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Fender bender? Cops won’t come

<p><span><b> PHILADELPHIA. </b></span>Police officers will no longer respond to the more than 60,000 automobile crashes without injuries that occur annually in the city under a new policy set to begin May 3, the department announced yesterday.</p>

PHILADELPHIA. Police officers will no longer respond to the more than 60,000 automobile crashes without injuries that occur annually in the city under a new policy set to begin May 3, the department announced yesterday.



The move is expected to save time for both officers and drivers — who can often wait up to an hour for a responding officer — but insurance companies don't know how it will affect the thousands of claims that come with minor crashes. Accident investigators will still handle the 2,500 to 2,800 more serious crashes that occur each year.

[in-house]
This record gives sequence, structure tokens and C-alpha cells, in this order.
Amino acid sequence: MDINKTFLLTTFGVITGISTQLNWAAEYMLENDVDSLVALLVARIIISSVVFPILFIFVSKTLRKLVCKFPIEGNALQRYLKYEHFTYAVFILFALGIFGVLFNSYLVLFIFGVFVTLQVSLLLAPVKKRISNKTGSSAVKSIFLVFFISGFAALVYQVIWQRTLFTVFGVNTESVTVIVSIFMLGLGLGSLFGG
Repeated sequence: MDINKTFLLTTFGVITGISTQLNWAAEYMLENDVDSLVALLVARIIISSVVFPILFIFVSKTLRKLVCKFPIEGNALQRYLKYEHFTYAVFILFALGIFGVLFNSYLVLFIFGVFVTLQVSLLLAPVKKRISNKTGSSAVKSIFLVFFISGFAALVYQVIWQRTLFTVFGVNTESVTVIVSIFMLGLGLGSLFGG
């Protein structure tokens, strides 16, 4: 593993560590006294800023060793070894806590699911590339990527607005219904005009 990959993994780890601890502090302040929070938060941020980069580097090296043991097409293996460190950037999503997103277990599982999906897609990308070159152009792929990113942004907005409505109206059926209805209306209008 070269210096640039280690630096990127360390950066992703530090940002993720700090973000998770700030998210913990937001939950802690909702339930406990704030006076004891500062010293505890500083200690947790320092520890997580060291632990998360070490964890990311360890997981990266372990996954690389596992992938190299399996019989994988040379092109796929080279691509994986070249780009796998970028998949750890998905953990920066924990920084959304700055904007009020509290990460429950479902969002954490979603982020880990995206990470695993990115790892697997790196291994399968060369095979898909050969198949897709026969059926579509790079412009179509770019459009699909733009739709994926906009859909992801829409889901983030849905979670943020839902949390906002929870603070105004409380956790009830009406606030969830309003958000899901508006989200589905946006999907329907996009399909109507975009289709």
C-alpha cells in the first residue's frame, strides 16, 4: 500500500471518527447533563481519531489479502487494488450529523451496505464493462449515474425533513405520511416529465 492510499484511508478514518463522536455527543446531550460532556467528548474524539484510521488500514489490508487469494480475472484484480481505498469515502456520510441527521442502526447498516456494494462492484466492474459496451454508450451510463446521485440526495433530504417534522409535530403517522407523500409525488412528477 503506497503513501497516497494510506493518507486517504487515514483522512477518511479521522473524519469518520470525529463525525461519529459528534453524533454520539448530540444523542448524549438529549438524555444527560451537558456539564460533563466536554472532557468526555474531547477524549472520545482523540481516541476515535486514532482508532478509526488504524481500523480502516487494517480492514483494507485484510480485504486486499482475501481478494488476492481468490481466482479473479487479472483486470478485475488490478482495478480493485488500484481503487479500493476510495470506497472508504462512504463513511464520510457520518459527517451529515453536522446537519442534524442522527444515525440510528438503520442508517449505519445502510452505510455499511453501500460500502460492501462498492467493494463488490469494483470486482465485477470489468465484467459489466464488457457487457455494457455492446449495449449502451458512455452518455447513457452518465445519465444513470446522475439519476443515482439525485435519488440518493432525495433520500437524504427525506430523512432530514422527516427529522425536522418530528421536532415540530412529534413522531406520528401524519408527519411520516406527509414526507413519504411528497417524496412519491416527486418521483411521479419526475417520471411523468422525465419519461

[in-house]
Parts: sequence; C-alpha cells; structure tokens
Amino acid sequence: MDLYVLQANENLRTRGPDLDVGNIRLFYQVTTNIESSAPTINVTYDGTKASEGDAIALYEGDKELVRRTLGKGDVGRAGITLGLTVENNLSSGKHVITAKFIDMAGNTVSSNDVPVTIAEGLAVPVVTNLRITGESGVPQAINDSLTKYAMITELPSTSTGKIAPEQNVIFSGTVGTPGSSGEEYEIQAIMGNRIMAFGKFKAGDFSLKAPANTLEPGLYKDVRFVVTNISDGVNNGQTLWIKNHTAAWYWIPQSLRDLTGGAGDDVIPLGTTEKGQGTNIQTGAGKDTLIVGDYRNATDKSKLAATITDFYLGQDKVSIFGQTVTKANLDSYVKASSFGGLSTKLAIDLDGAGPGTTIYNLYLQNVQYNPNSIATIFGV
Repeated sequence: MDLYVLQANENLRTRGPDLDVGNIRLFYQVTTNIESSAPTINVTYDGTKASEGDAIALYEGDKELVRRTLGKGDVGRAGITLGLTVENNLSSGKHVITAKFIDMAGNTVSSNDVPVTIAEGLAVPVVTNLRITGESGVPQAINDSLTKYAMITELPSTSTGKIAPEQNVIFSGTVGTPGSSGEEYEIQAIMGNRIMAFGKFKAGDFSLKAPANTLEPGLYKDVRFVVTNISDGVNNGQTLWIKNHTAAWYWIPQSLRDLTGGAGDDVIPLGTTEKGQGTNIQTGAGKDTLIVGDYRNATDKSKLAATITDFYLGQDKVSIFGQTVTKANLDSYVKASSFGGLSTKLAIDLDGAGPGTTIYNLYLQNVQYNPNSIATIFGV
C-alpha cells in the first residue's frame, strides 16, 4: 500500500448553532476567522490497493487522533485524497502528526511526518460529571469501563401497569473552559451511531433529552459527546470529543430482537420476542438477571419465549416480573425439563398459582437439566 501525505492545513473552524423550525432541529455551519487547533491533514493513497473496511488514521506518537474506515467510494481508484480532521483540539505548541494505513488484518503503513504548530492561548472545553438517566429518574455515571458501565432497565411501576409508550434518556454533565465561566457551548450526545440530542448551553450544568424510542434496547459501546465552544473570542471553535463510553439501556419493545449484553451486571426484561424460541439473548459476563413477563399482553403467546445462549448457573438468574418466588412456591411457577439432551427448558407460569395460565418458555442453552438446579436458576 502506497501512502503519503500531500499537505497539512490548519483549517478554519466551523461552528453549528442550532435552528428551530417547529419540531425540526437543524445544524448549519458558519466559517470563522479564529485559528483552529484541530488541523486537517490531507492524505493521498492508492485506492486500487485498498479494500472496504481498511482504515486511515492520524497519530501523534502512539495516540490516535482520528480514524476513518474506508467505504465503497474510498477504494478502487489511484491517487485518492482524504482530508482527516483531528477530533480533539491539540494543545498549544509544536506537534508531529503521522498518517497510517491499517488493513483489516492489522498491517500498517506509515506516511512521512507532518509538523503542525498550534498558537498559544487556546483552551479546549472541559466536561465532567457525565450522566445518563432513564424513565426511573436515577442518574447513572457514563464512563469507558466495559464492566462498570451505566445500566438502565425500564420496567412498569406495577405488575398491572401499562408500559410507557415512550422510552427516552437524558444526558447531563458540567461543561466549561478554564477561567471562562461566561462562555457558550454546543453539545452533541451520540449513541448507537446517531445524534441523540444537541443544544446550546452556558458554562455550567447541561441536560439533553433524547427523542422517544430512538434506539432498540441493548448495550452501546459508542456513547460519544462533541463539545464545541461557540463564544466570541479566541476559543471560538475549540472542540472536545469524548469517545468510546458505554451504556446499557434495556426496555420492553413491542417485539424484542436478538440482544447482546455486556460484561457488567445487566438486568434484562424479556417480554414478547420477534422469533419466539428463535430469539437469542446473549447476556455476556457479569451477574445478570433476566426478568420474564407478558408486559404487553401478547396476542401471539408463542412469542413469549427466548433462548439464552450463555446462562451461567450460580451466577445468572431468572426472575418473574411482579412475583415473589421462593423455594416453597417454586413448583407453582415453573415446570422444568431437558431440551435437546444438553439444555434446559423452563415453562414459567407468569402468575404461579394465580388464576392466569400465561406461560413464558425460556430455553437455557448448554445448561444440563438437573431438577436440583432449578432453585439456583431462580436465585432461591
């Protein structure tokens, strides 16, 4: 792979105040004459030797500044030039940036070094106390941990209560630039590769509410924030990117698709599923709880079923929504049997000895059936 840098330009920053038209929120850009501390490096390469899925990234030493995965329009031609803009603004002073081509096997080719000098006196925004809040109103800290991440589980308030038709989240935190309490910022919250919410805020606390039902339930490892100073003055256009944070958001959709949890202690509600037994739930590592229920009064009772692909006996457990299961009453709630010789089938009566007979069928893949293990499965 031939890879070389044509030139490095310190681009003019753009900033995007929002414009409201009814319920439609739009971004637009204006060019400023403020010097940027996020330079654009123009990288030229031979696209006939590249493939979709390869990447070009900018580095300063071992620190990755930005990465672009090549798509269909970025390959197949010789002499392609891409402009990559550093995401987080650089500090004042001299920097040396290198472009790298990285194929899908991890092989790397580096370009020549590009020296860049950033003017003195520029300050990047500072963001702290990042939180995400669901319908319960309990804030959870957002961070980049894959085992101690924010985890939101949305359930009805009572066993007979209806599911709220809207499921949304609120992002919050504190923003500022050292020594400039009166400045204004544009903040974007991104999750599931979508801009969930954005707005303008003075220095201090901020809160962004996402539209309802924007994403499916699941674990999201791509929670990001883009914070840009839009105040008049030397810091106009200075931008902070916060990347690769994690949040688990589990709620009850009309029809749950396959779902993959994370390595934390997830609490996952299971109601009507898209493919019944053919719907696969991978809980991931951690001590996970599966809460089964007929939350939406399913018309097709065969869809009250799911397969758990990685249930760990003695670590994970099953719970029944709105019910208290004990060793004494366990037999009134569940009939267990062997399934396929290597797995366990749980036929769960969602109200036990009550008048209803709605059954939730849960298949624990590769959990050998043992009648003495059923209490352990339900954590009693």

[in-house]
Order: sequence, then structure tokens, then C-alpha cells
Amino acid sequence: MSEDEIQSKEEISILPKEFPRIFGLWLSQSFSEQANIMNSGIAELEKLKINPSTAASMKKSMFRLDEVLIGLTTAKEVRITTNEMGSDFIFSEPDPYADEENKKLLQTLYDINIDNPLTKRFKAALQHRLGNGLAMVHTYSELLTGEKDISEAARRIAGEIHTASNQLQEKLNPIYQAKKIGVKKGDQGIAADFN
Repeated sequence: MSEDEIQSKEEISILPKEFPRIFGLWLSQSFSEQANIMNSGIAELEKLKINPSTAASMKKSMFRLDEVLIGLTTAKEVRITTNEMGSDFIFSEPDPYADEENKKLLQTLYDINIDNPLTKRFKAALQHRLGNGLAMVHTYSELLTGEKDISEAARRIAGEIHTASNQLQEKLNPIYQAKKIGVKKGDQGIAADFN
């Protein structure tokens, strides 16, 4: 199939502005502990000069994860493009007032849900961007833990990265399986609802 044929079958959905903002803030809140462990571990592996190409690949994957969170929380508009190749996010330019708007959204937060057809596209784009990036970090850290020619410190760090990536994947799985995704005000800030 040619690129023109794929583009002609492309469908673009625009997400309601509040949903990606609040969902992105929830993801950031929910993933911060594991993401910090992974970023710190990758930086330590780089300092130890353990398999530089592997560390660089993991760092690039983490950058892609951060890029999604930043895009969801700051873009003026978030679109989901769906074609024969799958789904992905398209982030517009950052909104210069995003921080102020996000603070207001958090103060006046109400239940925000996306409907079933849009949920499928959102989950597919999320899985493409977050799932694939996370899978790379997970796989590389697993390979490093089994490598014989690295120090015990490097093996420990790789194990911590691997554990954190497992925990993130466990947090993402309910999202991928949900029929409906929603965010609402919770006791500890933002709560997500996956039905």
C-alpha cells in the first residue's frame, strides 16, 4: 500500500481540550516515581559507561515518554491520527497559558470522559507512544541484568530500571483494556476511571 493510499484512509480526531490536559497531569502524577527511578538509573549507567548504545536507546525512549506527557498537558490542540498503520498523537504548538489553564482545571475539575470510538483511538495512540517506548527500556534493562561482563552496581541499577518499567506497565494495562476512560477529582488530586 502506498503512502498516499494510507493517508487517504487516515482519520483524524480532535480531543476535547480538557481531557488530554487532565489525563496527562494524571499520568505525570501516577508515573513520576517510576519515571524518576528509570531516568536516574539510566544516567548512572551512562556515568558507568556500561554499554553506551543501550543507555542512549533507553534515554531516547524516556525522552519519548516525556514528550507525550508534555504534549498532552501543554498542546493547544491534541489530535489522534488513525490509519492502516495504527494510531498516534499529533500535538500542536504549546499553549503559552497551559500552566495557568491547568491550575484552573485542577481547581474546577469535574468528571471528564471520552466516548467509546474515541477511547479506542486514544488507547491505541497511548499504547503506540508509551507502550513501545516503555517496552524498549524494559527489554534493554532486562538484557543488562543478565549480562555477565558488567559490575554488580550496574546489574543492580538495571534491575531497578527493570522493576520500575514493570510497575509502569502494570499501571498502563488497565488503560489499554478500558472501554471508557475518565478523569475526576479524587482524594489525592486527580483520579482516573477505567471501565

"We realize we will still have to go to some because not everyone will get along," spokesman Lt. Frank Vanore said. "But if there's no towing necessary or injuries and both drivers agree to exchange information, they no longer have to wait for us."



Vanore said two other major cities where Commissioner Charles Ramsey previously worked, Washington, D.C., and Chicago, already have the policy in place.



Local insurance agencies have known the new policy was coming, but none were ready to talk specifically about the effect it may have on drivers' abilities to file claims or companies' tracking of them yesterday.



An Allstate regional spokeswoman said the company is now analyzing what a lack of officers at so many crashes means to proper reporting.



"We’re still trying to vet it all out, what effect it’s going to have on our claims process," Allstate spokeswoman Tracey King said.

 
 
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